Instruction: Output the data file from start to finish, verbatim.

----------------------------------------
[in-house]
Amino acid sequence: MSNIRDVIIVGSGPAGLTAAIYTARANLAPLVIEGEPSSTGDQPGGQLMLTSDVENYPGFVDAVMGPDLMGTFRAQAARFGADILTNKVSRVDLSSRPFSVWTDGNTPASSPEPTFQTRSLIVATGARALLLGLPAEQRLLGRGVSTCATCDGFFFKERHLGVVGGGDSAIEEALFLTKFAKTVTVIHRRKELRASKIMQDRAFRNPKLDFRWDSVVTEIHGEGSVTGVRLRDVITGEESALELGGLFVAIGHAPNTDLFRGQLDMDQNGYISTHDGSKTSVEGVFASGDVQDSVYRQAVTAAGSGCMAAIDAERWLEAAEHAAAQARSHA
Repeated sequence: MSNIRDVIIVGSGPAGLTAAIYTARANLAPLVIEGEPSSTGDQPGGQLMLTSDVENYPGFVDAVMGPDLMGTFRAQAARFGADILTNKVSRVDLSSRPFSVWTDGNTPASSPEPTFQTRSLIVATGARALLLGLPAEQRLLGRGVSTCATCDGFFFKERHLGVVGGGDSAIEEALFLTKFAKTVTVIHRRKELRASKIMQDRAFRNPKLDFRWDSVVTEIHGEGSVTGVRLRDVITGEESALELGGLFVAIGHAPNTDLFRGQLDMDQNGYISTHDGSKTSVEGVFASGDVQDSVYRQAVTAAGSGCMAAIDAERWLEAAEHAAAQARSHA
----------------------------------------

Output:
[in-house]
Amino acid sequence: MSNIRDVIIVGSGPAGLTAAIYTARANLAPLVIEGEPSSTGDQPGGQLMLTSDVENYPGFVDAVMGPDLMGTFRAQAARFGADILTNKVSRVDLSSRPFSVWTDGNTPASSPEPTFQTRSLIVATGARALLLGLPAEQRLLGRGVSTCATCDGFFFKERHLGVVGGGDSAIEEALFLTKFAKTVTVIHRRKELRASKIMQDRAFRNPKLDFRWDSVVTEIHGEGSVTGVRLRDVITGEESALELGGLFVAIGHAPNTDLFRGQLDMDQNGYISTHDGSKTSVEGVFASGDVQDSVYRQAVTAAGSGCMAAIDAERWLEAAEHAAAQARSHA
Repeated sequence: MSNIRDVIIVGSGPAGLTAAIYTARANLAPLVIEGEPSSTGDQPGGQLMLTSDVENYPGFVDAVMGPDLMGTFRAQAARFGADILTNKVSRVDLSSRPFSVWTDGNTPASSPEPTFQTRSLIVATGARALLLGLPAEQRLLGRGVSTCATCDGFFFKERHLGVVGGGDSAIEEALFLTKFAKTVTVIHRRKELRASKIMQDRAFRNPKLDFRWDSVVTEIHGEGSVTGVRLRDVITGEESALELGGLFVAIGHAPNTDLFRGQLDMDQNGYISTHDGSKTSVEGVFASGDVQDSVYRQAVTAAGSGCMAAIDAERWLEAAEHAAAQARSHA